2007 National Book Award Finalist,
Young People's Literature
The Invention of Hugo Cabret
About the Book
Orphan, clock keeper, and thief, Hugo lives in the walls of a busy Paris train station where his survival depends on secrets and anonymity. But when his world suddenly interlocks with an eccentric, bookish girl and a bitter old man who runs a toy booth in the station, Hugo's undercover life, and his most precious secret, are put in jeopardy.
Brian Selznick is a Caldecott Honor-winning illustrator and New York Times bestselling author. He graduated from the Rhode Island School of Design with the intention of becoming a set designer for the theatre. However, after spending three years selling books and painting windows for a children’s bookstore in Manhattan, he was inspired to create children’s books of his own. His books have received many awards and distinctions, including a Caldecott Honor for The Dinosaurs of Waterhouse Hawkins and a Robert F. Sibert Honor for When Marian Sang. Brain lives in Brooklyn, New York and San Diego, California.
Author and book website
Brian Selznick Interview by Gavin J. Grant
Audio & Video
Interview with Brian Selznick
The Intricate, Cinematic World of 'Hugo Cabret'
All Things Considered, February 9, 2007 http://www.npr.org/templates/story/story.php?storyId=7114977
Highlights of author Brian Selznick, during a special Indigo event at a Yorkdale (Toronto) theatre, as he presents illustrations from his book "The Invention of Hugo Cabret".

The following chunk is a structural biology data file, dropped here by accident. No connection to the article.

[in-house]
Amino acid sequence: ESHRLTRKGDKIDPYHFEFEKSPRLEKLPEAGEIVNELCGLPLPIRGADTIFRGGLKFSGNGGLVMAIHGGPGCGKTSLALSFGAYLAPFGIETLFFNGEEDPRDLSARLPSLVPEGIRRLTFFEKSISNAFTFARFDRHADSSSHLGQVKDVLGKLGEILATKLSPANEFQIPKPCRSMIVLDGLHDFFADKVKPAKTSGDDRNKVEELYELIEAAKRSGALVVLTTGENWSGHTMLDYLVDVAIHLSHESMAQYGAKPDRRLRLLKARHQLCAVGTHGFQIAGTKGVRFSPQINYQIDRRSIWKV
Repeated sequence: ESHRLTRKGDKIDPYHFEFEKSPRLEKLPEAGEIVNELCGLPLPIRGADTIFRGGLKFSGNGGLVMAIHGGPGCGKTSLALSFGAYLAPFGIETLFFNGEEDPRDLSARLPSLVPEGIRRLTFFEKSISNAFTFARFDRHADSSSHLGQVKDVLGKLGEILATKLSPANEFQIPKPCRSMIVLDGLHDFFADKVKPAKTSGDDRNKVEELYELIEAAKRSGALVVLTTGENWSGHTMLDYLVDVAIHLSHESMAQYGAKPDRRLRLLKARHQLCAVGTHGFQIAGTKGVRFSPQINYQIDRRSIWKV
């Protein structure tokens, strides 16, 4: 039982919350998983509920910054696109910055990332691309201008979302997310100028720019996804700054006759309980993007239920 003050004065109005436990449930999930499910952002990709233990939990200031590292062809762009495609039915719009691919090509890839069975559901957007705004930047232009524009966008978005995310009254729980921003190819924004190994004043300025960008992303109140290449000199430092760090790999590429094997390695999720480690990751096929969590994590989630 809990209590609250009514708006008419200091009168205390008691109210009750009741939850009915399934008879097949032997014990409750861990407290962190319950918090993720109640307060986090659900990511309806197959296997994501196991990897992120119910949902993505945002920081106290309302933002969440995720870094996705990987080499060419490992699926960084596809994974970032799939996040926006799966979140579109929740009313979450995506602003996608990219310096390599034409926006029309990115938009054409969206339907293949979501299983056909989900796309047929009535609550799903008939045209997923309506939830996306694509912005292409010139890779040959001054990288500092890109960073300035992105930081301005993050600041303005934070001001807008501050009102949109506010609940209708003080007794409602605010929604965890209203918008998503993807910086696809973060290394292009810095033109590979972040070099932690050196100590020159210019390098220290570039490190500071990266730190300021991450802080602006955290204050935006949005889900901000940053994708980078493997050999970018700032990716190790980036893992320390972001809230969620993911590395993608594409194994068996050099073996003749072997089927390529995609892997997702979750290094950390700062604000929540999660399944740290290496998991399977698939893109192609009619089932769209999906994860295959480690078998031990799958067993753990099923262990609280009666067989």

Excerpt from The Invention of Hugo Cabret
“Before you go home, come with me,” Hugo said, and he helped Isabelle through the nearest air vent into the walls. Between Hugo’s injured hand and Isabelle’s sprained foot, it was extremely difficult for them to get up the staircases and the ladder, but they helped each other and at last they came to the glass clocks that overlooked the city. The clocks were supposed to be lit from the inside, but the wiring had long ago stopped working.
“It’s so beautiful,” said Isabelle. “It looks like the whole city is made out of stars.”
“Sometimes I come up here at night, even when I’m not fixing the clocks, just to look at the city. I like to imagine that the world is one big machine. You know, machines never have any extra parts. They have the exact number and type of parts they need. So I figure if the entire world is a big machine, I have to be here for some reason. And that means you have to be here for some reason, too.”
They watched the stars, and they saw the moon hanging high above them. The city sparkled below, and the only sound was the steady rhythmic pulse of the clock’s machinery. Hugo remembered another movie he and his father had seen a few years earlier, where time stops in all of Paris, and everyone is frozen in their tracks. But the night watchman of the Eiffel Tower, and some passengers who land in an airplane, are mysteriously able to move around the silent city. What would that be like? Even if all the clocks in the station break down, thought Hugo, time won’t stop. Not even if you really want it to.
From The Invention of Hugo Cabret by Brian Selznick. Copyright © 2007 by Brian Selznick. Published by Scholastic Press.